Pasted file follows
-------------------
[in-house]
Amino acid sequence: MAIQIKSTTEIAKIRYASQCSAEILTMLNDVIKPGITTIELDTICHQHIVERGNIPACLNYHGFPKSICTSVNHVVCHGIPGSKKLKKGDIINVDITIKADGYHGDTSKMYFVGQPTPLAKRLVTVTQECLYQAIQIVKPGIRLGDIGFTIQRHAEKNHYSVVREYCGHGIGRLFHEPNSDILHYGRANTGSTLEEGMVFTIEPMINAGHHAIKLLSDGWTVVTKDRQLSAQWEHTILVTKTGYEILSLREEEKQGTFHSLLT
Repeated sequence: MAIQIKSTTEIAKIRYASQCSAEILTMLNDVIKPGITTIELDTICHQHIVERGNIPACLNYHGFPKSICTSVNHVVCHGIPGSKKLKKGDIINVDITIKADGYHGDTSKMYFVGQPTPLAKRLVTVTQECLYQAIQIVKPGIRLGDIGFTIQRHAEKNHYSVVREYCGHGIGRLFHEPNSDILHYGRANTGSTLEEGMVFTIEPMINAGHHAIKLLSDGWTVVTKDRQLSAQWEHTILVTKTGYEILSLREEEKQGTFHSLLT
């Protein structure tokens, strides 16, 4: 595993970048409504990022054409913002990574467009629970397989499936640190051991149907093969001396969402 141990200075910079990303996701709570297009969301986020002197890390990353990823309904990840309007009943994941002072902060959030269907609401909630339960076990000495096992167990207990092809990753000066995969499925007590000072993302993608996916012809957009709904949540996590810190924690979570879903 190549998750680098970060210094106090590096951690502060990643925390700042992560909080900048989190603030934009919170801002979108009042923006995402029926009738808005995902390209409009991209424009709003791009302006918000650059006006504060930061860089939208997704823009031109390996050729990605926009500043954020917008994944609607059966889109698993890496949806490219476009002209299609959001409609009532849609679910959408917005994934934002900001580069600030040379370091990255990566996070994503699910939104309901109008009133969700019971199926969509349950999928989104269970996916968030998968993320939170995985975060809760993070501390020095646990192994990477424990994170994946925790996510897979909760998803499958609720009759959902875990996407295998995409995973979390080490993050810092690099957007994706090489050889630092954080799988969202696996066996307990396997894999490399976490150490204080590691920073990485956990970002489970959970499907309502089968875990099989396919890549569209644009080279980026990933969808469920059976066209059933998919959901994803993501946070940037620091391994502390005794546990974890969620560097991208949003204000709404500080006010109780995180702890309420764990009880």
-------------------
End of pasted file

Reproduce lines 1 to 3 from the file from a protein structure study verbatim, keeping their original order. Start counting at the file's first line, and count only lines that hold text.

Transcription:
[in-house]
Amino acid sequence: MAIQIKSTTEIAKIRYASQCSAEILTMLNDVIKPGITTIELDTICHQHIVERGNIPACLNYHGFPKSICTSVNHVVCHGIPGSKKLKKGDIINVDITIKADGYHGDTSKMYFVGQPTPLAKRLVTVTQECLYQAIQIVKPGIRLGDIGFTIQRHAEKNHYSVVREYCGHGIGRLFHEPNSDILHYGRANTGSTLEEGMVFTIEPMINAGHHAIKLLSDGWTVVTKDRQLSAQWEHTILVTKTGYEILSLREEEKQGTFHSLLT
Repeated sequence: MAIQIKSTTEIAKIRYASQCSAEILTMLNDVIKPGITTIELDTICHQHIVERGNIPACLNYHGFPKSICTSVNHVVCHGIPGSKKLKKGDIINVDITIKADGYHGDTSKMYFVGQPTPLAKRLVTVTQECLYQAIQIVKPGIRLGDIGFTIQRHAEKNHYSVVREYCGHGIGRLFHEPNSDILHYGRANTGSTLEEGMVFTIEPMINAGHHAIKLLSDGWTVVTKDRQLSAQWEHTILVTKTGYEILSLREEEKQGTFHSLLT